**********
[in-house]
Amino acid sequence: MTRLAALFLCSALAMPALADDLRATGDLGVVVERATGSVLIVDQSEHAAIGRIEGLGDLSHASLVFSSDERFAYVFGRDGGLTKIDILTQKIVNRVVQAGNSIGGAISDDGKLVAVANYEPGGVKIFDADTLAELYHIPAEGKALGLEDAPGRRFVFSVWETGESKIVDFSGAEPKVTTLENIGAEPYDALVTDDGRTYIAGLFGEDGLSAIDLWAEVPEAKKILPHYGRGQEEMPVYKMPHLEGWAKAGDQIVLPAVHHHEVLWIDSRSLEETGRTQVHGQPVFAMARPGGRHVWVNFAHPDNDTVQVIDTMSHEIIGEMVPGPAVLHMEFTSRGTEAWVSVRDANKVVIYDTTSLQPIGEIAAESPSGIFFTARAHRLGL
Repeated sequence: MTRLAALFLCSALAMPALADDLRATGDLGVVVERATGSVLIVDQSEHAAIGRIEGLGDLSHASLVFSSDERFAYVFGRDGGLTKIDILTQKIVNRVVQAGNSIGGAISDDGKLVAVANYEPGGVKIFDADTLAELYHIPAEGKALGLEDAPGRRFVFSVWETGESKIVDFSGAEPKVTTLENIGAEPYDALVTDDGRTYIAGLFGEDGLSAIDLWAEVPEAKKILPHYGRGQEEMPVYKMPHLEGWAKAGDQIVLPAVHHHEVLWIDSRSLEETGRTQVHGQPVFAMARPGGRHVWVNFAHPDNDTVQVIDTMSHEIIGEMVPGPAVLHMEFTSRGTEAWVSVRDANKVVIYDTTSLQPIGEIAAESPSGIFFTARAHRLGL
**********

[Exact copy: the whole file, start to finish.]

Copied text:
[in-house]
Amino acid sequence: MTRLAALFLCSALAMPALADDLRATGDLGVVVERATGSVLIVDQSEHAAIGRIEGLGDLSHASLVFSSDERFAYVFGRDGGLTKIDILTQKIVNRVVQAGNSIGGAISDDGKLVAVANYEPGGVKIFDADTLAELYHIPAEGKALGLEDAPGRRFVFSVWETGESKIVDFSGAEPKVTTLENIGAEPYDALVTDDGRTYIAGLFGEDGLSAIDLWAEVPEAKKILPHYGRGQEEMPVYKMPHLEGWAKAGDQIVLPAVHHHEVLWIDSRSLEETGRTQVHGQPVFAMARPGGRHVWVNFAHPDNDTVQVIDTMSHEIIGEMVPGPAVLHMEFTSRGTEAWVSVRDANKVVIYDTTSLQPIGEIAAESPSGIFFTARAHRLGL
Repeated sequence: MTRLAALFLCSALAMPALADDLRATGDLGVVVERATGSVLIVDQSEHAAIGRIEGLGDLSHASLVFSSDERFAYVFGRDGGLTKIDILTQKIVNRVVQAGNSIGGAISDDGKLVAVANYEPGGVKIFDADTLAELYHIPAEGKALGLEDAPGRRFVFSVWETGESKIVDFSGAEPKVTTLENIGAEPYDALVTDDGRTYIAGLFGEDGLSAIDLWAEVPEAKKILPHYGRGQEEMPVYKMPHLEGWAKAGDQIVLPAVHHHEVLWIDSRSLEETGRTQVHGQPVFAMARPGGRHVWVNFAHPDNDTVQVIDTMSHEIIGEMVPGPAVLHMEFTSRGTEAWVSVRDANKVVIYDTTSLQPIGEIAAESPSGIFFTARAHRLGL